All in all, Cheesie Mack Is Cool in a Duel is the perfect follow-up to the first book, and I can’t wait to see what Cheesie gets up to next!  (FYI, the third book, Cheesie Mack Is Running Like Crazy!, will be out in June of 2013.  I can’t believe I have to wait that long!  Ugh!!!)  I’m working on organizing an author visit with Steve Cotler to Greenville County (South Carolina) elementary schools in February.  I’m so looking forward to having discussions with my students and the author about both of the wonderful Cheesie Mack books and, hopefully, what we can expect in the third!

Confessions of a Triple Shot Betty

As some may know, I am a sucker for Shakespeare.  I especially love his comedies.  I just finished reading a modern take on one of my favorites, Much Ado About Nothing.  The book is Confessions of a Triple Shot Betty.  At first glance, readers will notice the hot pink cover and think it’s the same old chick lit.  Not so.  Jody Gehrman’s story takes Shakespeare’s timeless work, puts a new spin on it, and hilarity ensues.  I seriously laughed out loud when reading this book (and I was in the waiting room of a doctor’s office at the time, so that was kind of weird).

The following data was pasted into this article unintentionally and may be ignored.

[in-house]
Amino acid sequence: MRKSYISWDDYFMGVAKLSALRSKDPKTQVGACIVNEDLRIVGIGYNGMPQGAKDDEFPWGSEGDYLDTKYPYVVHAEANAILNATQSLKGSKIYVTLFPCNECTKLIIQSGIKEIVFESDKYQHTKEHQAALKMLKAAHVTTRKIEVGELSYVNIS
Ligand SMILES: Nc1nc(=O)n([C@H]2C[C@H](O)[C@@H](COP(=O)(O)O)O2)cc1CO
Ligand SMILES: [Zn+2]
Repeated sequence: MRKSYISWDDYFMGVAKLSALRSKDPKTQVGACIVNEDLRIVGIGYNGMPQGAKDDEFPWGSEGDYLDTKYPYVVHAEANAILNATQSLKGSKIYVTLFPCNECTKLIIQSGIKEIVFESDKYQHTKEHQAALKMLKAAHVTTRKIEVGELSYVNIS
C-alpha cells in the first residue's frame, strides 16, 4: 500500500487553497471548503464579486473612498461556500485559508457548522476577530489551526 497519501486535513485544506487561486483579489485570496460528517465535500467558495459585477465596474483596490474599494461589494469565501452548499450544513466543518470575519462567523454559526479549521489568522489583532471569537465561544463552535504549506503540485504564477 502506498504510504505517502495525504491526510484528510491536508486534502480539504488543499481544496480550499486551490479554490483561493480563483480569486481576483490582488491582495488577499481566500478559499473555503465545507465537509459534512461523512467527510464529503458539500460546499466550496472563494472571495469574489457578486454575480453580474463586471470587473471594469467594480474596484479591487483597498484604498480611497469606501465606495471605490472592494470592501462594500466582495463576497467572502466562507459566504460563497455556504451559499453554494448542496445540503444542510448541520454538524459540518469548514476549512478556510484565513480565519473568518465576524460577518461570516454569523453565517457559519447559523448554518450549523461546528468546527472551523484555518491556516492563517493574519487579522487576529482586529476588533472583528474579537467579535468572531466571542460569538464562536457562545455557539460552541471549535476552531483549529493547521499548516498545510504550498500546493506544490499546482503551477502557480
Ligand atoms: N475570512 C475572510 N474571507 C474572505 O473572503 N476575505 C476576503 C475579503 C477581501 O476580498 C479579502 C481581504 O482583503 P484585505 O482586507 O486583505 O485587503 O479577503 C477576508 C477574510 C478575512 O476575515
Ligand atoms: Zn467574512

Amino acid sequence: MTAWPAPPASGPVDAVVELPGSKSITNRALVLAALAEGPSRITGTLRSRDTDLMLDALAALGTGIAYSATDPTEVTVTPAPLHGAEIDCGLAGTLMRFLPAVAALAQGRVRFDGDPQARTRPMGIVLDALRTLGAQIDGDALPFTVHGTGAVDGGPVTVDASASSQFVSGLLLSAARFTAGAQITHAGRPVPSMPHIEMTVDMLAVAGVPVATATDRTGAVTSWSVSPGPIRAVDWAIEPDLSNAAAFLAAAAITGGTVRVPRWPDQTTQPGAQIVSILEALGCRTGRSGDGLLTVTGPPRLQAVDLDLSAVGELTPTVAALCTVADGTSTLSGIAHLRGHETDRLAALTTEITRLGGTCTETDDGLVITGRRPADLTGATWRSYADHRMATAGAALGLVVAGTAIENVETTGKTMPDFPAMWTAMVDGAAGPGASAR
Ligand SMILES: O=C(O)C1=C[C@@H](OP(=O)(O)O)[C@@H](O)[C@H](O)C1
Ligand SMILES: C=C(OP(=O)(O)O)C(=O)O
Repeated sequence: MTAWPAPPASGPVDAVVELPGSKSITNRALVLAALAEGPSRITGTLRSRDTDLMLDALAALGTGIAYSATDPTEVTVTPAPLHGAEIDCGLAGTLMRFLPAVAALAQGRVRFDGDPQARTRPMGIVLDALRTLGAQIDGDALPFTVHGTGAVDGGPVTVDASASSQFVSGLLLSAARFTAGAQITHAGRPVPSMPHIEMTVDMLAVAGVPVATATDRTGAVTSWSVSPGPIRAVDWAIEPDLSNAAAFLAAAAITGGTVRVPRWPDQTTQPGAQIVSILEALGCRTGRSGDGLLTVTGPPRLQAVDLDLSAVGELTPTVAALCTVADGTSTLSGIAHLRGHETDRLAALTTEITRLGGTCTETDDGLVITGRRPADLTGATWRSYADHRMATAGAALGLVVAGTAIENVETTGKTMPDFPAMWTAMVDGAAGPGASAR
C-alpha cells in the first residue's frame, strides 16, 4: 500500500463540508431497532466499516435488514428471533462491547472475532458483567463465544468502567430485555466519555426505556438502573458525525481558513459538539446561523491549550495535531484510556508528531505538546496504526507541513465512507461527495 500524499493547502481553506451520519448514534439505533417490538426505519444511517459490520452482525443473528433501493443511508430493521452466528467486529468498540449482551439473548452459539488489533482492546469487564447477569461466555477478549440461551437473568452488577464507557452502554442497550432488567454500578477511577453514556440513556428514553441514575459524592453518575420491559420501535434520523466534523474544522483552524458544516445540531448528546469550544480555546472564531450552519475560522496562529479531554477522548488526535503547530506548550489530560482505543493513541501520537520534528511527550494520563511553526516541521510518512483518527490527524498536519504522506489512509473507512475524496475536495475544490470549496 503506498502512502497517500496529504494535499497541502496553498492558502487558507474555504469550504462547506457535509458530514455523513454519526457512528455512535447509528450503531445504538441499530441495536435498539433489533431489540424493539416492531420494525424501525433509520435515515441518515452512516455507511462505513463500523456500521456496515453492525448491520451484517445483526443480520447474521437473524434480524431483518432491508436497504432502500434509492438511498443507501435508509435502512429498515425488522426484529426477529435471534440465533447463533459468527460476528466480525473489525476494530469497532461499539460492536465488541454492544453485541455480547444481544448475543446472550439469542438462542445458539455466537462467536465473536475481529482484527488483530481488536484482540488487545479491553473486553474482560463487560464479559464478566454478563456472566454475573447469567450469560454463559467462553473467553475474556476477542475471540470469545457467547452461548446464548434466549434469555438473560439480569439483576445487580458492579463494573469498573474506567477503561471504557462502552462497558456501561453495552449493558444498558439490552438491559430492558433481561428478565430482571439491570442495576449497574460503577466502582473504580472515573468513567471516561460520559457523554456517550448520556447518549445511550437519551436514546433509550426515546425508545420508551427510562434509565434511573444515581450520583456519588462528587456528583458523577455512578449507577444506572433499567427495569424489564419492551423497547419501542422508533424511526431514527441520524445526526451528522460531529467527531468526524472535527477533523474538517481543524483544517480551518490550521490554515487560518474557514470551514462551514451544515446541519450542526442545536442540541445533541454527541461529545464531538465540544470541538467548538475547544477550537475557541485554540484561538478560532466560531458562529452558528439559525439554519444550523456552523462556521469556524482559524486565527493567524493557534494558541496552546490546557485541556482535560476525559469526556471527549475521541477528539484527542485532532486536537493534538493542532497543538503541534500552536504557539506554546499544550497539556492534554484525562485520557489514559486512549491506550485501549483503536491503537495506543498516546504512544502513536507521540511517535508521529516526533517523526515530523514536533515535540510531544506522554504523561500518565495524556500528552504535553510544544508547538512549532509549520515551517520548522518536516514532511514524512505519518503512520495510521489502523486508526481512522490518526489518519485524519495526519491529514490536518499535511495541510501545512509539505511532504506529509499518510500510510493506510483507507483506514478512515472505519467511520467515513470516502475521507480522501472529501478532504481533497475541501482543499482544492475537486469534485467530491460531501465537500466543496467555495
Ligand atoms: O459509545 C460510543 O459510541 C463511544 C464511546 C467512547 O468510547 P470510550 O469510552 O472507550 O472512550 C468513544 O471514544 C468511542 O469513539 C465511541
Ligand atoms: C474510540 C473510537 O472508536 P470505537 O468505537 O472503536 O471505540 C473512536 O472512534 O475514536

Geena, her best friend Amber, and and her cousin Hero are working at the Triple Shot Betty coffee shop this summer.  Geena envisions a lovely summer full of girl talk and painting toenails.  Alas, this is not to be.  Amber and Hero appear to hate each other on sight.  Things don’t get any better when a bunch of hot guys are thrown into the mix.  Amber is in love with local scoundrel, John.  John wants Hero.  (By the way, yes, Hero is a girl.)  Hero thinks John is a jerk, and she wants to be with Claudio, the new Italian guy in town.  Geena thinks they’re all crazy until she gets involved in a lovey-dovey drama herself with her school rival Ben.